July 2009 Issue  Volume 10  Number 4

Untangling the Web

Even More Ways to Communicate: A Review of Twitter and Google Voice

The communications revolution keeps moving forward, offering new ways to keep in touch with contacts, such as friends, family, and coworkers. This article covers Twitter, a social networking site, and Google Voice, a service that allows users the option of having calls ring on several phones at the same time (such as your home and cell phones) and provides an online voice message mailbox and much more. For this article Windows XP, Internet Explorer 7 and Window-Eyes 7.01 were used.

Twitter (www.twitter.com)

If you want to keep up with friends, family, and celebrities and do not want to deal with the clutter and complexities of some social networking sites, such as Facebook and MySpace, then Twitter might be for you. There is a limit of 140 characters per post. According to the Twitter home page, "Twitter is a service for friends, family, and coworkers to communicate and stay connected through the exchange of quick, frequent answers to one simple question: What are you doing?" There are no options for posting photos, sending virtual gifts, or creating groups.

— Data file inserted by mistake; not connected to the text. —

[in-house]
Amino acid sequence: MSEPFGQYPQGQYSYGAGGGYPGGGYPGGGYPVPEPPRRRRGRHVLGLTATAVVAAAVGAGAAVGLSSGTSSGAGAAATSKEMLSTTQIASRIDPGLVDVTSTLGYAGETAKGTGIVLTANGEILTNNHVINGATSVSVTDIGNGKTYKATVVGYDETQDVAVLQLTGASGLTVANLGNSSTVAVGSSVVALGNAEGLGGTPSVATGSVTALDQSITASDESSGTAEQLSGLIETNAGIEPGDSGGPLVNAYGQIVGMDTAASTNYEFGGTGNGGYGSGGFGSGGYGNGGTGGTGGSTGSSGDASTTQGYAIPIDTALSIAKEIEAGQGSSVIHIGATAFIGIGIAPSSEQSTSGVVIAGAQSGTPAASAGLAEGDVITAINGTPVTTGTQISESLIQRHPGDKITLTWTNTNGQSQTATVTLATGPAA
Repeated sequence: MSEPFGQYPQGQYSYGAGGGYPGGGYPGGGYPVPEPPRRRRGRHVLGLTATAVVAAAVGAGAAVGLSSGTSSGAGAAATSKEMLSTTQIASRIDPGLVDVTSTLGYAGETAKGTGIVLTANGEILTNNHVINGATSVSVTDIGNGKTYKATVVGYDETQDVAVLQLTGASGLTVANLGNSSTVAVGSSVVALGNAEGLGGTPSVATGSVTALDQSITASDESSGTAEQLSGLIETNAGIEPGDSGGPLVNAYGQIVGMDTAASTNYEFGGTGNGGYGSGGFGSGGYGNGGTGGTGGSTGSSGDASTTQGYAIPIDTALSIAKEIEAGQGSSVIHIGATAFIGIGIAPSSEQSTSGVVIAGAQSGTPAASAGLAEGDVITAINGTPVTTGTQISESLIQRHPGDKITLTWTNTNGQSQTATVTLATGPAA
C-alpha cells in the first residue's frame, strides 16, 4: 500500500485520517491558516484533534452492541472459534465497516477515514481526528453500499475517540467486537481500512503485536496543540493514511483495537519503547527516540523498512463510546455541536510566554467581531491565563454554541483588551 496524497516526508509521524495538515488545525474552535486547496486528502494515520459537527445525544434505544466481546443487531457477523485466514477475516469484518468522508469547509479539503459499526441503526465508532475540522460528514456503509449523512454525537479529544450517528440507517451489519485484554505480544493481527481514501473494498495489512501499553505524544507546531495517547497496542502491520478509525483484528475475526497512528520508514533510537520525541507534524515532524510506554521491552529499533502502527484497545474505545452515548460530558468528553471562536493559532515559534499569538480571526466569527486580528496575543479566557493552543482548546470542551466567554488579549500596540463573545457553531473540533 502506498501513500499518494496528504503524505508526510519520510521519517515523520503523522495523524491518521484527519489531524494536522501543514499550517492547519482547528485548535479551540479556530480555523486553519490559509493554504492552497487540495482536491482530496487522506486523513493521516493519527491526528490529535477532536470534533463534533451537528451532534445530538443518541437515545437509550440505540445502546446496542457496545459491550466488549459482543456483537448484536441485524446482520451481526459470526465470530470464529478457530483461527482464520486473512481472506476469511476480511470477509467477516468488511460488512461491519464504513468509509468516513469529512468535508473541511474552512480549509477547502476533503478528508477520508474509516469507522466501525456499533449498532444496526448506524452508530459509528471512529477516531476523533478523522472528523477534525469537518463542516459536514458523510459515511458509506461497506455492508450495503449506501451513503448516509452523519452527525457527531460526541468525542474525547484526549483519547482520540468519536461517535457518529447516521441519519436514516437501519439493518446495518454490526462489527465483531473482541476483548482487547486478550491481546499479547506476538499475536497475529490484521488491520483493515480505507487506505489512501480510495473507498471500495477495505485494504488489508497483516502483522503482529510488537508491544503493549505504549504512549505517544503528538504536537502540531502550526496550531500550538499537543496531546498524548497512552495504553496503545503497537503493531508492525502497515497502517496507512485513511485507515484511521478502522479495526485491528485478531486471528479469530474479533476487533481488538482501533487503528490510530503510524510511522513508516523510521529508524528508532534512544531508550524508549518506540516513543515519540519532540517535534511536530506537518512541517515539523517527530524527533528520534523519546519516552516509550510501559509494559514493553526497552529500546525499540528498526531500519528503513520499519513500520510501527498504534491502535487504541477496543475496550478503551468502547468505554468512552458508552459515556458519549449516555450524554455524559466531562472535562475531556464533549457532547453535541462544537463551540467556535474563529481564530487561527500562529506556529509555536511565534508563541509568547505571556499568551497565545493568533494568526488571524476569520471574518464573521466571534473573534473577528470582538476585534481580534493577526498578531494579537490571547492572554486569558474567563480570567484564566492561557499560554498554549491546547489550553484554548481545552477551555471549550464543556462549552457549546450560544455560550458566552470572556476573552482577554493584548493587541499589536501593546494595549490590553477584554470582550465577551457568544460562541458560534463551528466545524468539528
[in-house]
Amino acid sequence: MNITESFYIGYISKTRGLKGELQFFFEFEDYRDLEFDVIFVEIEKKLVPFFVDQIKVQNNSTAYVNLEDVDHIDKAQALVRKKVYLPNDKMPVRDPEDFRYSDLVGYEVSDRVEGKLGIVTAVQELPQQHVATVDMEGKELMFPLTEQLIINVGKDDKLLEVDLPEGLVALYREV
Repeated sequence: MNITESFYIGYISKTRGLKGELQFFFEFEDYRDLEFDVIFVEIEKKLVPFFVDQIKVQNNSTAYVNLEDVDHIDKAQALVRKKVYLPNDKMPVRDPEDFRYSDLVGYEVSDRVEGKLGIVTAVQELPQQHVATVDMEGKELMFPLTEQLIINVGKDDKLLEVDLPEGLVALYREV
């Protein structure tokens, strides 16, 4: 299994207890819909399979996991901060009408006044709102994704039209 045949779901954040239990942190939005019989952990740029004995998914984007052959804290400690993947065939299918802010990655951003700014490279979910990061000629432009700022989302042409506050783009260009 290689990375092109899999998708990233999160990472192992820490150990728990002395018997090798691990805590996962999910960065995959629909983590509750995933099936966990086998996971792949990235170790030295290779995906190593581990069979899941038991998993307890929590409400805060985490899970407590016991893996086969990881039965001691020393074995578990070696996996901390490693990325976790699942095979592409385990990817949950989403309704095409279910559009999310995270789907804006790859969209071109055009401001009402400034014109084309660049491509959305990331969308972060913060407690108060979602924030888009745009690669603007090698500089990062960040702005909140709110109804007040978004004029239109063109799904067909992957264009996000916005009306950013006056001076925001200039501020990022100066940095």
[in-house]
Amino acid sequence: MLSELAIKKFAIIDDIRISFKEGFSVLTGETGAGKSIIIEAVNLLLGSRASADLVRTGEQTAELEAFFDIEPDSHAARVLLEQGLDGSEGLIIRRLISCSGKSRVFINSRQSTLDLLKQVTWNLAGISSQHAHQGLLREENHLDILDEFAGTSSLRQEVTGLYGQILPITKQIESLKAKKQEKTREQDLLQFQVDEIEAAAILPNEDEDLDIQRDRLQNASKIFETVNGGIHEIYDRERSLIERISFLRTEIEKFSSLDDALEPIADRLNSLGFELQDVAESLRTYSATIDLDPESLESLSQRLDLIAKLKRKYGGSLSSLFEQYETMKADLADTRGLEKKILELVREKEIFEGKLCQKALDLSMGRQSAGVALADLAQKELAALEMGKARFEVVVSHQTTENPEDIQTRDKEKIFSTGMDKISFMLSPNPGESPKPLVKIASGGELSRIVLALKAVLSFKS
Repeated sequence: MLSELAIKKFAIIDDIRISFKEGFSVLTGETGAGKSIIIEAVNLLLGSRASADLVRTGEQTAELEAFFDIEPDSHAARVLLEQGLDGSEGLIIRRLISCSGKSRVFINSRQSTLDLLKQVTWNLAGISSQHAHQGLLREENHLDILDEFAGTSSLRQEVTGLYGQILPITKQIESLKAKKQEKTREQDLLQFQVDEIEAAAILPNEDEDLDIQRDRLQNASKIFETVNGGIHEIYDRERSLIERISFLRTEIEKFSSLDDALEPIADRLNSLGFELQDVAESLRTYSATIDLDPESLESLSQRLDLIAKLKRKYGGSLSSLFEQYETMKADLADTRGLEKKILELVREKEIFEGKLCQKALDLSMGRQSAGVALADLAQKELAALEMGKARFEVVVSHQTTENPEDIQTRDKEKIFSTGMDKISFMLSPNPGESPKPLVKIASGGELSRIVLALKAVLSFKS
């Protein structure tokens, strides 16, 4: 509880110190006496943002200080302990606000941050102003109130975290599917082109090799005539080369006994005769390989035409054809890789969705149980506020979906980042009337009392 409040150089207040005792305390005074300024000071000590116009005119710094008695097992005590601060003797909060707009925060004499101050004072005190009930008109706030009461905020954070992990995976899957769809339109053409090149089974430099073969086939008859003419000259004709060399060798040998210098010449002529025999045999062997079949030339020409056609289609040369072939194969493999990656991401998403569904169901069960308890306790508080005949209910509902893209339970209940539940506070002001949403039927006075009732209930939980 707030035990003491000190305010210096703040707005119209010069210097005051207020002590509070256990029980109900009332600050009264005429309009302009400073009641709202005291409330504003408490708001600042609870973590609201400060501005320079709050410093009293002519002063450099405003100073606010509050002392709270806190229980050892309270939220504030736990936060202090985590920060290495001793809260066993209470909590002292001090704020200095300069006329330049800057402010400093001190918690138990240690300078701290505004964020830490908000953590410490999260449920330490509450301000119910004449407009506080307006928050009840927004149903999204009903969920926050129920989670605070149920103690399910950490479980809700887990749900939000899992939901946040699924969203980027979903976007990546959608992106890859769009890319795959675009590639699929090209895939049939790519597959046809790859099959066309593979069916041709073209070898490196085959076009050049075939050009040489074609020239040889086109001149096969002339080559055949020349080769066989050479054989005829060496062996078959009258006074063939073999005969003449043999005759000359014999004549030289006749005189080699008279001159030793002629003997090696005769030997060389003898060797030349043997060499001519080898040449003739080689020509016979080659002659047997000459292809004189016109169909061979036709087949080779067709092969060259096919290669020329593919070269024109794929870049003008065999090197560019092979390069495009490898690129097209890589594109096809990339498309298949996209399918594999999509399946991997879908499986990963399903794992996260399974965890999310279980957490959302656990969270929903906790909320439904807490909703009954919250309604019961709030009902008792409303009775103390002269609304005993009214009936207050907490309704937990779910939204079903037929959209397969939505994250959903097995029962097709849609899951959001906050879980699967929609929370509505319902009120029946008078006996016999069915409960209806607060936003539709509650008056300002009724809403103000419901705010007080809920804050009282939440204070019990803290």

To begin the registration process, activate the link that says, "Get Started-Join." When the new page loads, there will be a form to complete. Before you give your screen reader the commands necessary to fill out a form, review the form. With Window-Eyes, review the form with Browse Mode still on. You will discover that your user name will be part of your Twitter URL. For example, my user name is, "jjingber," and my Twitter URL is www.twitter.com/jjingber. Once you have completed the form, review it in regular reading mode, with Window-Eyes in Browse Mode. You will find Twitter comments about whether your user name has been taken or if the password is not acceptable. Before you can submit your form, you must fill in a CAPTCHA--a series of distorted letters that your screen reader cannot read. There is a link for an audio CAPTCHA, and, before the words are played, a pleasant voice tells you to type in the words. Unfortunately, the CAPTCHA is a sentence, and typing it into the box did not work when I first tried to register. Activating the Help link at the bottom of the page did not help. I contacted Twitter several times, but never received a response. In June, the audio CAPTCHA was fixed. You are now instructed to type in part of the sentence that is spoken. This works, and you can proceed.